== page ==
jN'avapro, . • • • « 

' Guardia Mon^e,^. i . . 

Rauchos, - .... 

25 de Mayo, 
Paso de Rocha, 
Las Flores, 
Tuyu, .... 
Montes Grandes, 








Tapalqueu, ;^. ., „,|.jf;^.. 
Sierra Quillalanqueo, 

Azul, .... 

Arroyo Chapaleofii, 

31ar Chiquita, 

Sierra Tiuta, .... 
Cinco Lomas; .... 

Cape Corrientes> , 
Laguna ^os Padres, 
Necochea, .... 

yirroyo Pillahuinco, 
Tres Arroyos, .... 
Sierra La Ventana, 
Bahia Blanca, .... 

. 48 










Arroyo Medio, . . . 




Arroyo Pavon, . . . 




Arrecifes, . . . . 


San Antonio, 


Fortin Areco, . . . . 






San Pedro, 

... 31 

Pergamino, . . . . 




Rojas, .... 


Las Hermanas, . 


Fort Chaflar, 




Fort Melincue, . . . . 


San Nicobs, 


India Maerta, 












... 20 

Fort Ranch, 



... 2$ 

Nueve de Julio, . . . 



... 28 

Tigre Muerto, 




Fort Vallimanca, . . . 



... 39 




The following are the results of meteorological observations, taken by 
the aid of one of Messrs. Negretti &Zambra's minimum and maximum self- 
registering thermometers (Fahrenheit), exposed in the shade during the 
month of March at Rosario, from April to June at Montevideo, and from 
July to September at Buenos A^res: — 

Monthly range, . . 
Greatest diurnal range, 
Average do., do., 
Highest maximum, . . 
Lowest do.,.. 
Average do.,. . 
Highest minimum, 
Lowest do., 
Average do.. 
Mean averages, . . 







■ ^ 








-^ ■ 



















■ 7 
























































The Eiver Plate offers a fine field for immigrants, as is proved by the 
thousands of Europeans here who have gained fortune and position during 
the last twenty years. Yet it sometimes happens that individuals come out 
to Buenos Ayres, throwing up a good livelihood, and being ignorant of the 
language and unwilling at first to trough it,)) grow disgusted and return to 
England sadder but not wiser men. " It is, therefore, absolutely necessary 
to bear in mind the classes of emigrants most needed in a new country : — 
1st. Farm servants — unmarried men, of strong constitutions, sober, 
steady, accustomed to country life, and able to stand rain and sun. Their 
occupation here would be the care of sheep, and as our Hocks make up a 
total of sixty millions, doubling every four years, at least tAventy thousand 
of this class will find immediate employment at £20 per annum, being 
found in house, provisions, horses, &c. After two or three years, they 
usually get a flock of sheep with third profits, and ultimately become 
independent farmers. 

2nd. Cooks and housemaids — unmarried women of good conduct and 
some experience in house-keeping, although ignorant of Spanish, are much 
in request. Five hundred would at once get situations in native or foreign 
families, at £25 to £35 per annum. They often get married to the above 
class of shecpfarmers. 

3rd. Young married couples — when unencumbered with family, this 
class is in greater demand than any other, and always preferred, on the 


ground of steadiness. The husband must act either as sheep-peon or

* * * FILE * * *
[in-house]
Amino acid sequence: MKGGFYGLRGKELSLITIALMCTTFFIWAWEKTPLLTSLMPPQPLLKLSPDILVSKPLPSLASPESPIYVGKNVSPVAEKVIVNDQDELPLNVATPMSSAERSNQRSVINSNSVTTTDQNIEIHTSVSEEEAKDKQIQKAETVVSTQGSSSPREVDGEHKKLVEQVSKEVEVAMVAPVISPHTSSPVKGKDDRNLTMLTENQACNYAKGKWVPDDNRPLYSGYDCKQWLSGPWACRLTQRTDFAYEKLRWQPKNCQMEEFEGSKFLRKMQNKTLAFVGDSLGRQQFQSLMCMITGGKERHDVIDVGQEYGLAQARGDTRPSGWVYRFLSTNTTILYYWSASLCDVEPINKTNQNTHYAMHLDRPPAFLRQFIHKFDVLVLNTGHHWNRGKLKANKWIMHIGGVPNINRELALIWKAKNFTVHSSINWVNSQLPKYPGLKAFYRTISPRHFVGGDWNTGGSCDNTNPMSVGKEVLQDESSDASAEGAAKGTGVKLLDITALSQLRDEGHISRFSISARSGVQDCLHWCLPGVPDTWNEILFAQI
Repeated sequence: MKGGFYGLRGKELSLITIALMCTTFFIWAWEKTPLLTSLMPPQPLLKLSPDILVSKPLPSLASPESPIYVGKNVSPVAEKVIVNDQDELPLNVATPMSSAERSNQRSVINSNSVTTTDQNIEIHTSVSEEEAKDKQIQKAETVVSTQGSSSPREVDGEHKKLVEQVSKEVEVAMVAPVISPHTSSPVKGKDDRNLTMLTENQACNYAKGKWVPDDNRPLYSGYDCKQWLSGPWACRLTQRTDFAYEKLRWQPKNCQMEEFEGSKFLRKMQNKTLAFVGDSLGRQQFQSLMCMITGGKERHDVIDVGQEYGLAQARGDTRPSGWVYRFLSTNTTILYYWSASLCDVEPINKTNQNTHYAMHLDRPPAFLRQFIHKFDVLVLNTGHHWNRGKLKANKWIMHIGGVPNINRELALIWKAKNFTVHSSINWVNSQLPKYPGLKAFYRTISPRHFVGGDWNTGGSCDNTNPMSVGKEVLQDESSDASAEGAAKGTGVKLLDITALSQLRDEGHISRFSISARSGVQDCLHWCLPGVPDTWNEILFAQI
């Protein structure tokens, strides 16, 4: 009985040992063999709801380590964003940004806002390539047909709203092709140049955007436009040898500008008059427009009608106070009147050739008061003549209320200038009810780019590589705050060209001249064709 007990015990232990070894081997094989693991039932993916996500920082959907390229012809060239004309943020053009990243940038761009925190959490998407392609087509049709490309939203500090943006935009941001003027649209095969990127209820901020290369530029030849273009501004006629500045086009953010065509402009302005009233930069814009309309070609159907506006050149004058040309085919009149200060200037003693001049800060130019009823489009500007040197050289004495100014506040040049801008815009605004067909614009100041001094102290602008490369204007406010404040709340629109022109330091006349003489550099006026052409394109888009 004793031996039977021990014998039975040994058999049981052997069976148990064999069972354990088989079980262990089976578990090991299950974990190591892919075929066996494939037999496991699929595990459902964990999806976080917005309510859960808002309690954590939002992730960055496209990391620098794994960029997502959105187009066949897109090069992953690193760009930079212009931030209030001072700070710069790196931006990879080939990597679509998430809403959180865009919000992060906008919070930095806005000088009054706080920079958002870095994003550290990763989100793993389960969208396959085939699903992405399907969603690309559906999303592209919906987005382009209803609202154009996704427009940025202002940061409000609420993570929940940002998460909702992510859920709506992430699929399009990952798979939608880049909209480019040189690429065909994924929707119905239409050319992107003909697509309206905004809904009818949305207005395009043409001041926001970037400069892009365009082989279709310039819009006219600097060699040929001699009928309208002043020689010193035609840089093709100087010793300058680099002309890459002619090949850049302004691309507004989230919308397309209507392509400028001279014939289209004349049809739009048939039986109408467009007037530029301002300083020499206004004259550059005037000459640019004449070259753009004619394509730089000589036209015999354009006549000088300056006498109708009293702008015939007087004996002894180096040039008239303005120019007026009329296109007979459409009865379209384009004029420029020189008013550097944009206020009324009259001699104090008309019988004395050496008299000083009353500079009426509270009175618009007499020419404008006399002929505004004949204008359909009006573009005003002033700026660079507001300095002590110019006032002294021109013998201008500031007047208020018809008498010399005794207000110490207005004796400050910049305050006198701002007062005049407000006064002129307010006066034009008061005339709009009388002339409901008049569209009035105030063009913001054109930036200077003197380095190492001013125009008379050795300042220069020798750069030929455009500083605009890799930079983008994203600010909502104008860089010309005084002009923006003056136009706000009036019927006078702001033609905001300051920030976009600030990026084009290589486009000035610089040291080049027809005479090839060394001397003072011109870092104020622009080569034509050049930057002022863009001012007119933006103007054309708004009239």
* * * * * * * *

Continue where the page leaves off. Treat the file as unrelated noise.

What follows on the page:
gardener, and the wife as cook. If they hire on an estancia in Buenos 
Ayres their joint wages may be calculated at £45 per annum, but if they 
go to Banda Oriental, Entre-Rios, or the other Provinces, tliey will 
earn £80. 

4th. Speculators — we want some wide-awake, practical men, possessing 
money and experience. We have no manufactures in the River Plate. We 
want a paper mill, a woollen manufactory, omnibuses to ply throujih the 
city, pleasure gardens, an English theatre, and fifty other enterprises 
which would handsomely pay the originators. 

The above are the classes actually wanted, but some others might possibly 
better themselves by coming hither. For instance, there is room for half- 
a-dozen English physicians in the 'camp' ; a few mechanics might get good 
w ages in the interior ; printers are always wanted in Buenos Ayres ; some 
sober coachmen may also come out, and a good teacher of music or 
languages will find plenty to do. 

It may be needful to specify the classes not wanted — 

1st. Lawyers, land surveyors, newspaper reporters, and graduates of 
universities. The first two are debarred from practising, until they go 
through a course of studies in the universities of these countries and take 
out degrees here. This involves three years, and is not worth the trouble. 
Reporters, if even they knew Spanish, would get nothing to do, there 
being no meetings, law-trials, lectures, &c., to report. Graduates are 
proverbially useless, for a man may have Homer and Yirgil by heart, and 
be obliged to sell orauges for a living. 

2nd. Clerks and shop assistants. Some of this class come out to seek 
their fortune and generally return. They are ignorant of Spanish, 
and therefore both helpless and useless : moreover the English houses 
bring out their own clerks, and look with distrust on strangers. , Half a 
dozen youths understanding Spanish and their business, might fall into a 
drapery or grocery, at £60 a year. As a class, however, they are 
not Av anted. 

3rd. Unemployed gentlemen. If these men have sufficient money to buy 
a flock of siieep, it is likely they will get disgusted, and sell out at a loss. 
If they have not, they are out of element, not willing to Avork hard, and 
desiring some lucrative post which they would be unable to fill. 

4th. Tradesmen with large families. Most handicrafts being exercised 
by French, Italian, or Spanish operatives, it is not likely an English tailor, 
bootmaker or carpenter would find wages so much better than at home, 
comparatively with the value of money in both countries, as to be worth 


the change. If he has a few hundred pounds, to start for himself, he may